Classification of levofloxacin
What classification is fluoroquinolones?
Fluoroquinolones are potent broad spectrum antibacterial agents. Two classifications have been described: chemical and biological. Quinolones can be classified into 4 groups according to their chemical structures: monocyclic, bicyclic, tricyclic and tetracyclic derivatives.
What is the mechanism of action of levofloxacin?
The mechanism of action of levofloxacin and other fluoroquinolone antimicrobials involves inhibition of bacterial topoisomerase IV and DNA gyrase (both of which are type II topoisomerases), enzymes required for DNA replication, transcription, repair and recombination.
What are the 3 classifications of antibiotics?
Antibiotics can be categorized by their spectrum of activity—namely, whether they are narrow-, broad-, or extended-spectrum agents. Narrow-spectrum agents (e.g., penicillin G) affect primarily gram-positive bacteria.
What is the indication of levofloxacin?
Levofloxacin is FDA-approved for the treatment of nosocomial pneumonia, community-acquired pneumonia, acute bacterial rhinosinusitis, acute bacterial exacerbation of chronic bronchitis, acute bacterial prostatitis, acute pyelonephritis, urinary tract infection, skin or skin structure infections, prophylaxis, and …
What is another name for levofloxacin?
Levofloxacin is available under the following different brand names: Levaquin, and Levofloxacin Systemic.
What is Levofloxacin used for treating?
Levofloxacin is an antibiotic used to treat various bacterial infections, such as those in the lungs, urinary tract, kidneys, sinuses, and skin. Healthcare providers often prescribe it to treat pneumonia, sinusitis, bronchitis, or prostatitis, for example.
Why levofloxacin is used for UTI?
Fluoroquinolones have been recommended as the antimicrobials of choice for the empirical treatment of complicated urinary tract. Levofloxacin is a broad spectrum agent, which is known to demonstrate good clinical efficacy against urinary tract infection (UTI).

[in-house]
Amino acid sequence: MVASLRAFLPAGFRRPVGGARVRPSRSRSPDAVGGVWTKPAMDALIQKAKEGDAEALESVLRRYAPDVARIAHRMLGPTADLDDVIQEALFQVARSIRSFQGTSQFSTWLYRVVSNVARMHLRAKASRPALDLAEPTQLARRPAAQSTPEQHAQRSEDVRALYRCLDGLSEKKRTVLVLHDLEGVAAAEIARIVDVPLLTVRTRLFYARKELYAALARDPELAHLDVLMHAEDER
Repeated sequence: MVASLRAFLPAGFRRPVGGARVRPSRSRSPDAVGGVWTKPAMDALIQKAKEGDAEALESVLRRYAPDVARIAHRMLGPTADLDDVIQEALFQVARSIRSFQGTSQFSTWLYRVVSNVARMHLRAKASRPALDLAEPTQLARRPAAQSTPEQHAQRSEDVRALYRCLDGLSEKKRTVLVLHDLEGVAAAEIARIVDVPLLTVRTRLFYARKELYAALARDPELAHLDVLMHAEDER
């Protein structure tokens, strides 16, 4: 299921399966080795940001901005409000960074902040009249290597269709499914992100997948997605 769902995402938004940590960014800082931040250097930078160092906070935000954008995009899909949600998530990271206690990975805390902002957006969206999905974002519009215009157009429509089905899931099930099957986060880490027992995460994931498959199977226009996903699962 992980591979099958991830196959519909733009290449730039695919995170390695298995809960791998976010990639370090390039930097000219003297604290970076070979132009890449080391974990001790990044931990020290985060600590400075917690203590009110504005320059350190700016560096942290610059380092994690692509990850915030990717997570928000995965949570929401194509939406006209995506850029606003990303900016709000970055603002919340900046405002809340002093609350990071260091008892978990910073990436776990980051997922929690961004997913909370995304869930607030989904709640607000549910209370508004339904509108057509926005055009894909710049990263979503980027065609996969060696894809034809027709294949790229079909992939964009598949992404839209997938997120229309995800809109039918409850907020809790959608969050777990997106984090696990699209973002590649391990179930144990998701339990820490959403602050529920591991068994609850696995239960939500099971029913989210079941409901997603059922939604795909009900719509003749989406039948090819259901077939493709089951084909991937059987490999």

What is the mechanism of action of the fluoroquinolones?
Fluoroquinolones act by inhibiting two enzymes involved in bacterial DNA synthesis, both of which are DNA topoisomerases that human cells lack and that are essential for bacterial DNA replication, thereby enabling these agents to be both specific and bactericidal.
What is the mechanism of action of quinolones?
As mentioned above, quinolone drugs are active against type II topoisomerases and act by blocking DNA replication and inhibiting synthesis and cell division (Vila, 2005).
What is the mechanism of action of quinolones on bacteria?
Quinolones act by converting their targets, gyrase and topoisomerase IV, into toxic enzymes that fragment the bacterial chromosome.
What is the mechanism of action of quinolone antibacterial agents?
The quinolone class of antibiotics inhibits the DNA synthesis of bacteria by disrupting the bacterial topoisomerase type II; inhibiting the catalytic activity of DNA gyrase and topoisomerase IV. These two enzymes are critical bacterial enzymes that regulate the chromosomal supercoiling required for DNA synthesis.
What are the 4 classes of antibiotics?
Antibiotic class defines a set of related antibiotics. State-level rates of penicillins, macrolides, cephalosporins, and fluoroquinolones are displayed. Also displayed are all antibiotic classes, which include these four classes plus additional classes not available for release at the state level.
What are the 5 mechanisms of action of antibiotics?
Antimicrobial agents can be divided into groups based on the mechanism of antimicrobial activity. The main groups are: agents that inhibit cell wall synthesis, depolarize the cell membrane, inhibit protein synthesis, inhibit nuclei acid synthesis, and inhibit metabolic pathways in bacteria.